The Centre was recently visited by Sami Thapa, a feminist activist from Nepal and founder of Samida Women Development Forum. She came to find out about our work and to talk to us about some of the issues facing women in her own country.
This is a short piece she wrote about some of the issues around citizenship for single mothers in Nepal:
Being a single mother, especially in a developing country, teaches you a lot and I have learned a lot and I write this because I don’t want the future generation to go through what I have gone through.
For you and I, with both parents, getting a citizenship is like eating a piece of cake. You walk into the office, fill out a few from and the next day you are handed the citizenship. But for a child of a single
parent, especially a single mother, the pain is endless. And I have gone through this pain while trying to get a ‘nabalak parichaya patra’ (child citizenship certificate) for my son.
Every document asks for the father’s name and his signature. And where am I suppose to find the man that had left the two of us?
I felt my son, who was born in this country, whose both parents were born in this country, yet still he remained stateless in his own country.
I was strong enough to get my son the right he deserved. But I saw many other single mothers children suffering from the same sad situation. They had no place to raise their voice, and even if they voiced their thoughts, their voices were never heard.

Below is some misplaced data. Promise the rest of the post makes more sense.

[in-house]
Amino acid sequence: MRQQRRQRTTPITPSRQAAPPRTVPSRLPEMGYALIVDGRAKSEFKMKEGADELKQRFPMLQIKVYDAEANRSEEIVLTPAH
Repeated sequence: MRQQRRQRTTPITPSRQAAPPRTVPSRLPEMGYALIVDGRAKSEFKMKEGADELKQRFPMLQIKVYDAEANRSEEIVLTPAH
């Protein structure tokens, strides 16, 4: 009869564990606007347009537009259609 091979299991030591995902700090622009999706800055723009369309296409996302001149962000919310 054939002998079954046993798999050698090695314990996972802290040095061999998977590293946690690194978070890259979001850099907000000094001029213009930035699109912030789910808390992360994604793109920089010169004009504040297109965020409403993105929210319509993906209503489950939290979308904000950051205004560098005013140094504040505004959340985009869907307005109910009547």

So, this made me determined to fight not only for my son but for many more sisters and mothers like me.
It was the time of the constitution drafting phase in Nepal. If I went alone, my voice would also be swallowed by the walls of the constitutional assembly. So, I knew my voice had to be echoed again
and again. Instead of I, it had to be We.
So, we, like-minded organisations of around 30 got together and we decided to fight for our right and in the constitution, instead of “father and mother” but we wanted it to be changed to “father or mother”.
Our slogan became “Or not And”. We had sit-ins in-front of the constituent assembly. We had a hunger strike. We had many classes with the police. And one day the speaker of the house invited us to hear
our voice in his chamber at the parliament building.
After that the struggle did not end. We had to keep our voices heard. Then finally the constitution gave the right we deserved. That day, the tears of joy and pain flowed down my eyes for hours, I could
not sleep for days. The fight I had been fighting for so many years and the fight so many had also been fighting for had finally came to an end.
I was happy not only for myself but for many sisters and mothers whose were turned blind eye to and whose voices had gone in vain.
Some people don’t realise the importance of citizenship, the reason is they have it. But for a person without a citizenship he can’t go to school, he can’t get a job, he can’t open a bank account, he can’t get
a driving license.
I heard a song ‘You don’t know a good thing till its gone, then you think of all bad thing you have done’. You don’t know the importance of citizenship until you lose it or when you need it you don’t have
Although the constitution has been drafted. The implementation is still very difficult. And to date, our struggle continues. Although the road has been sketched, we are still in the phase of paving it. It
will take time before a vehicle will pass smoothly.